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I hate to bring the bullying topic up again, but over the last couple of weeks, it’s raised its ugly head a few times with my clients. When that happens, I know that it’s something I need to write about further. After all, awareness is everything:
We can’t change what we aren’t aware of…
The modern workplace is often seen as a space for professional growth and collaboration, where individuals come together to achieve shared goals.
However, hidden beneath the surface, there exists a pervasive issue that remains largely overlooked – coercive control.
This phenomenon, which primarily affects employees, can manifest in various insidious ways, undermining the well-being, productivity, and mental health of individuals.
In this article, I’ll shed light on coercive control in the workplace, exploring its definition, signs, consequences, and, most importantly, how to combat it.
Understanding Coercive Control
Coercive control refers to a pattern of behaviour employed by individuals in positions of power or authority to dominate and manipulate their subordinates.
Unlike overt forms of abuse, coercive control operates more subtly, making it challenging to identify and address.
Perpetrators of coercive control often utilise emotional manipulation, intimidation, isolation, and threats to maintain power and undermine the autonomy of their victims.
Signs of Coercive Control
Recognising coercive control in the workplace requires a keen eye for subtle signs. Some common indicators include:
- Micromanagement: Coercive managers often excessively monitor and control every aspect of their employees’ work, leaving them with little room for independence and creativity. I’ve recently written two posts on this topic, which you can read here.
- Gaslighting: Perpetrators may deny or distort the reality of situations, causing victims to question their own perceptions and judgment. For more information on gaslighting, click here.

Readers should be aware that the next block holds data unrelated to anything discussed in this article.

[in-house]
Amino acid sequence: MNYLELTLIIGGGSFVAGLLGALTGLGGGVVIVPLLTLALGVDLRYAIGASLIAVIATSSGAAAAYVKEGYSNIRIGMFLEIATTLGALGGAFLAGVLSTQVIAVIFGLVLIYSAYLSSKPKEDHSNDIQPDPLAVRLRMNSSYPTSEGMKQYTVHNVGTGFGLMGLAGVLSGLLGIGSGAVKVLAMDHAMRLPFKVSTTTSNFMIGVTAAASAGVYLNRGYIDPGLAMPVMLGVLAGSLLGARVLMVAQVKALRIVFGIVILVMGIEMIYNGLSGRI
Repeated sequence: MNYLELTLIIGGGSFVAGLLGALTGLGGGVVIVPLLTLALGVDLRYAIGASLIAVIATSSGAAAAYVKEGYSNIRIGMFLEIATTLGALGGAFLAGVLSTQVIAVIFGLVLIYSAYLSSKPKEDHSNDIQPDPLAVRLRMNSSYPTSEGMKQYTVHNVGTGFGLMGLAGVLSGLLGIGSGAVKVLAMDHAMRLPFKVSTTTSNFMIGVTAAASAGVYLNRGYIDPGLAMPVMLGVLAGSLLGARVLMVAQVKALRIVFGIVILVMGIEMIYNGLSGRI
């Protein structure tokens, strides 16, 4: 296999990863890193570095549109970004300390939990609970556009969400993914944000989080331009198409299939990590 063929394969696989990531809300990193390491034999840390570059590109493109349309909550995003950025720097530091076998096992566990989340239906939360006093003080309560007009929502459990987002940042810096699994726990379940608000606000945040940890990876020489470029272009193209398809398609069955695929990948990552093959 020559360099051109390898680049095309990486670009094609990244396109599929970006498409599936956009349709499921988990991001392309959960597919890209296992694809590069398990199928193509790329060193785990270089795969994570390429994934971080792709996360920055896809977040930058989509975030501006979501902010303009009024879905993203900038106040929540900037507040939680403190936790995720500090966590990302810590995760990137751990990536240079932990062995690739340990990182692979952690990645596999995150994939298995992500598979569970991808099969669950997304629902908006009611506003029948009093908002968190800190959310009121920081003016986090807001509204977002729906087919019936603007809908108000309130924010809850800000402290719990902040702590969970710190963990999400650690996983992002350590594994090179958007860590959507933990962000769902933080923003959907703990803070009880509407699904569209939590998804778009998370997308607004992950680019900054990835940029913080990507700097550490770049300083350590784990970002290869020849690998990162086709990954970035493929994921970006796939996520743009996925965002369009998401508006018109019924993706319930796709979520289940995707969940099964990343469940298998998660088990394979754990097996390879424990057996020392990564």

- Isolation: Coercive individuals may attempt to isolate their victims from colleagues, friends, and family to establish complete dominance over them.
- Threats and intimidation: Veiled or explicit threats to job security, promotions, or reputation are used to manipulate employees into compliance.
- Unpredictable behaviour: Perpetrators may oscillate between being charming and intimidating, creating a sense of fear and uncertainty.
Incidentally, all of these behaviours you will see in antisocial personality disorders, including Borderline, Narcissism, Sociopathy and Psychopathy. I’ve written extensively on these subjects previously, which you can read here.
It’s also worth revisiting the Duluth Power & Control model, initially designed to support victims of domestic abuse. Its purpose was to take the blame off the victim and put it where it should be, on the abuser.
The model has been redesigned to encompass workplace bullying:
Consequences of Coercive Control
The impact of coercive control on the workplace and its employees can be devastating. Some consequences include:
- Psychological and emotional toll: Employees subjected to coercive control may experience anxiety, depression, and a sense of powerlessness, affecting their overall well-being. It will likely not just impact work but every aspect of their lives.
- Reduced productivity and creativity: A toxic work environment stifles creativity and leads to a decline in productivity and innovation.
- High turnover rates: Employees subjected to coercive control are more likely to leave the organisation in search of a healthier work environment.
- Erosion of company culture: A coercive leader can undermine the positive aspects of company culture, fostering an environment of fear and distrust.
Combating Coercive Control
- Educate Yourself: Learn about coercive control and its signs to better recognise when it’s happening to you. Understanding the dynamics at play can empower you to take action and seek help.